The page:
The Second Amendment: Do You Really Have a Personal Right to Bear Arms?

Joel Eisenberg

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“Partisanship aside.” In disclosure to those of you who may be new to my writing, I am a dyed-in-the-wool liberal, a former school teacher who is presently a working writer-producer for film and television, and in favor of gun control.

Read on, however. I do not want to take away your guns, surreptitiously or otherwise, and other than an explanation as to that partisanship my personal perspectives will have little to do with this article.

The Second Amendment is worded as follows: A well regulated Militia, being necessary to the security of a free State, the right of the people to keep and bear Arms, shall not be infringed.

That wording, which was adopted as part of the Bill of Rights and ratified by Congress on December 15, 1791, has long been problematic and remains a top-tier issue that both defines and divides our two main political parties.

Two questions: First, what is a “well-regulated Militia,” exactly? And second, is the concept of such a well-regulated Militia even pertinent in 2019, over 200 years following its formal definition?

In the Revolutionary War era, “militia” referred to groups of men tasked to protect their communities, towns, and colonies. Armies, as it were. Men, not women, notably, as considered back in that more casually misogynistic era. Once the United States declared its independence from Great Britain in 1776, such protections extended to the individual states.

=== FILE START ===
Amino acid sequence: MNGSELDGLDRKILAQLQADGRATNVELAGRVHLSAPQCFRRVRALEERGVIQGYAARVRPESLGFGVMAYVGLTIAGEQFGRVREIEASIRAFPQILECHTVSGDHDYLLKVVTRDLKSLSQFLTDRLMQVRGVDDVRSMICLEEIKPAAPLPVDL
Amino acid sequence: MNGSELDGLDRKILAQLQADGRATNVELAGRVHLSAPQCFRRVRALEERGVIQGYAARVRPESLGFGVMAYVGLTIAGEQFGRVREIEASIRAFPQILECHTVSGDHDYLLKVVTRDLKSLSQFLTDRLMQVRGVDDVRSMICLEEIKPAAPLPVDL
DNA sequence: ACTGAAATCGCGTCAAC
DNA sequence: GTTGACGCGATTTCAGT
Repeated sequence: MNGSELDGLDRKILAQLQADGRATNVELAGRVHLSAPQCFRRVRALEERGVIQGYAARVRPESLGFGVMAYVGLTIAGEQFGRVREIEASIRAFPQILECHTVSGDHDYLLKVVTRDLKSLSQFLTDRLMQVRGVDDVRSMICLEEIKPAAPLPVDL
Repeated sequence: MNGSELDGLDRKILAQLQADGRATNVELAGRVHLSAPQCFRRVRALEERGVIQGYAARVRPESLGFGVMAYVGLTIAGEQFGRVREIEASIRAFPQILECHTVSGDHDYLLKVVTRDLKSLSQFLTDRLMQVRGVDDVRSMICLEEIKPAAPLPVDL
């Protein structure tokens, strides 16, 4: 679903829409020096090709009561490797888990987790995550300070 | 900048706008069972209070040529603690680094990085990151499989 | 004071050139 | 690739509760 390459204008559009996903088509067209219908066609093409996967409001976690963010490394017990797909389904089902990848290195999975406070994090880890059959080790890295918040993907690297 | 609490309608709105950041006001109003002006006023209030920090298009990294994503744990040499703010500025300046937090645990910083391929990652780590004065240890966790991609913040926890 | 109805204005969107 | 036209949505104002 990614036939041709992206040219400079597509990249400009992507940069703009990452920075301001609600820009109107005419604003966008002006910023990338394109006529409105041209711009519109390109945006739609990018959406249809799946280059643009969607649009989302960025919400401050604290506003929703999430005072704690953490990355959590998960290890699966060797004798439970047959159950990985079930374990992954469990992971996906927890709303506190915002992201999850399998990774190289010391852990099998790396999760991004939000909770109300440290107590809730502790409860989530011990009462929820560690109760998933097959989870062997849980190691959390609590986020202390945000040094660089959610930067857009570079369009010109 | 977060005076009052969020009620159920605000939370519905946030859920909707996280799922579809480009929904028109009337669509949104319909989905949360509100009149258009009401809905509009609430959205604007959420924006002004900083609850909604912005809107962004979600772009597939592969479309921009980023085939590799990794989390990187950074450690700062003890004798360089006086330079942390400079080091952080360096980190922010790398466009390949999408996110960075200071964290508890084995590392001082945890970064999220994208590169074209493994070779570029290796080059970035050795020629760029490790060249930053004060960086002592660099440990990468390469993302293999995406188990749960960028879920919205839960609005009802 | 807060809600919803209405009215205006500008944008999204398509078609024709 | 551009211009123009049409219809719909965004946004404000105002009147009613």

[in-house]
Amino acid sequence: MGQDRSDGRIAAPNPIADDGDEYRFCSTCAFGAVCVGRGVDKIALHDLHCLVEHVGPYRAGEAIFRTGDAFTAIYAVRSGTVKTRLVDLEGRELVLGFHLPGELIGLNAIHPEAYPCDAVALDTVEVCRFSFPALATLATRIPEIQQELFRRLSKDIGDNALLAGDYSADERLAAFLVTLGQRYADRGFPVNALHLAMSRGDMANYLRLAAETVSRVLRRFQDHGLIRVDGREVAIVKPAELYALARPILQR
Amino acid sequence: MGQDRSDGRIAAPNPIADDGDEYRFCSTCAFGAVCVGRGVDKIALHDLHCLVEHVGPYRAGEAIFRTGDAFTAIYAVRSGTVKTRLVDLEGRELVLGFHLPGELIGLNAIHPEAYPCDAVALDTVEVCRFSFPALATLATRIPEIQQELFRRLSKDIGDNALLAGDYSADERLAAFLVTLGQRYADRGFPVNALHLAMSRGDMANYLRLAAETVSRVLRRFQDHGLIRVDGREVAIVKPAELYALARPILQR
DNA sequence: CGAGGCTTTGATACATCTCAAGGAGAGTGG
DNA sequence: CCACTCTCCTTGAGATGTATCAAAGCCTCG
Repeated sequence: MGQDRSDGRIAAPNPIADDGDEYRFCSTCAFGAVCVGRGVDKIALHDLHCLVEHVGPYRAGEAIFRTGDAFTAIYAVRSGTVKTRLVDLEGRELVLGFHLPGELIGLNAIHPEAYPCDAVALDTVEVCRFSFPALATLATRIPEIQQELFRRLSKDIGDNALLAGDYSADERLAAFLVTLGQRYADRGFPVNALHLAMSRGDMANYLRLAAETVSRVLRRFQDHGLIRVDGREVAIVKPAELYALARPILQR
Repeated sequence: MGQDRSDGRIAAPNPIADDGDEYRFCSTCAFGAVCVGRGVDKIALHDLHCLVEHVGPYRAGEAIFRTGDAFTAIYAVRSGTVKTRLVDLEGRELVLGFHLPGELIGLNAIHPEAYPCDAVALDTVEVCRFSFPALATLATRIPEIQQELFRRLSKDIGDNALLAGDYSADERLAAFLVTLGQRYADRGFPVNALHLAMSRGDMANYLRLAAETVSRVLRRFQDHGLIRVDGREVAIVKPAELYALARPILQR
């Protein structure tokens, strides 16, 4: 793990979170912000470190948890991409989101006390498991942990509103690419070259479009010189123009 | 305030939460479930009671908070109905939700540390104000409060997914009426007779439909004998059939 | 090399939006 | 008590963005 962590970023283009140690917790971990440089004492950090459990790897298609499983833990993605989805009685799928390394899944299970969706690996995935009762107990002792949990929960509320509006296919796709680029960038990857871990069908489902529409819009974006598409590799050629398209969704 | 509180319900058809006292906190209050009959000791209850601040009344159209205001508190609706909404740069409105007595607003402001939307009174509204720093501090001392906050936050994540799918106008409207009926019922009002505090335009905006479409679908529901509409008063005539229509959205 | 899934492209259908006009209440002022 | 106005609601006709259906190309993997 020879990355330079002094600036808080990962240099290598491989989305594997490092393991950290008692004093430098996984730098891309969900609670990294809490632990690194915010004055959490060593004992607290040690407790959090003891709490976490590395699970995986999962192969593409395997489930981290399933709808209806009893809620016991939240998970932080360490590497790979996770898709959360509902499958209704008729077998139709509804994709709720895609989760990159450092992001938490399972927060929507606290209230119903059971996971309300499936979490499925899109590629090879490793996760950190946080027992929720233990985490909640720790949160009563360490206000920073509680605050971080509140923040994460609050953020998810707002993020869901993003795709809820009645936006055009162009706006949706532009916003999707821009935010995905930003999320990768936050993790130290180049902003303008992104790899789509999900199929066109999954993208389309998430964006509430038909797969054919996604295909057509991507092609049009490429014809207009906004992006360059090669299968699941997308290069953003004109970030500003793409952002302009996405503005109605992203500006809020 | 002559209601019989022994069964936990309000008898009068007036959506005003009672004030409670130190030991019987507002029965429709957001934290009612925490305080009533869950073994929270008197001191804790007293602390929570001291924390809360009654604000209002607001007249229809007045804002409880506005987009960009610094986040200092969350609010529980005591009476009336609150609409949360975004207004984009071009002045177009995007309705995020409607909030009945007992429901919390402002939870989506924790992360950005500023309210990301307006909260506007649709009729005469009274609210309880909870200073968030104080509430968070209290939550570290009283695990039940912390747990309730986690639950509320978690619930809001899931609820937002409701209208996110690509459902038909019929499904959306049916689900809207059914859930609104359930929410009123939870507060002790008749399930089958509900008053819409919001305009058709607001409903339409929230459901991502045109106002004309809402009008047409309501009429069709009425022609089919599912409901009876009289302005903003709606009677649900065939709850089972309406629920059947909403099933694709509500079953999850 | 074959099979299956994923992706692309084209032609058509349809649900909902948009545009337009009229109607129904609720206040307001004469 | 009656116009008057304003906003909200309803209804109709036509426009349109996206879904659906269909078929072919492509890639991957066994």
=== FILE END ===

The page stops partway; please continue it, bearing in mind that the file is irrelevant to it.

Research tends to agree on the intent of the Framers of our country in drafting the Constitution: They intended to separate an individual’s rights from those reserved for the state, and provide measures to do so.

My Perspective, and Why

I was a former school teacher who over a decade ago executive produced a film about the Columbine High School tragedy. My reasons for getting involved in this film, with a company I used to co-own, are personal.

Since my film’s initial release in 2009, however, there have been nearly 250 more school shootings in the United States alone. See here.

As that number continued to increase, I took my film out of circulation.

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Part of that decision stemmed from an uncertainty as to what exactly to do with it while these nightmares were playing out over and again in real life.

Subsequently, after months of endless new incidents and ongoing debates about gun control, 17 high school students and adults were shot and killed, and many more injured, at Marjory Stoneman Douglas High School on February 14, 2018. Similar to the high-profile Sandy Hook Elementary School shooting of December 14, 2012, in which 26 people were killed and numerous more injured, this incident evoked a national outrage that continues to this day. And yet, though the Parkland shooter had attained 10 firearms, on a government level — though some have tried (and they have been effectively blocked) — little has been done.

On February 21, 2018, following a White House meeting with survivors from Marjory Stoneman Douglas High School, President Trump said about his considered proposal to arm teachers: “It only works when you have people very adept at using firearms, of which you have many.”

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I fiercely disagreed. Regardless of license and experience, arming classroom teachers is a recipe for disaster. I want to be clear: There are always exceptions to every stance. However, as a former special education teacher of at-risk children and adults (gang members, drug addicts and alcoholics, and the “severely emotionally disturbed” — not a personal judgement, but a population designation for those unaware), dynamics in such classrooms would severely jeopardize the safety of both students and educators if the latter are allowed to open carry while teaching.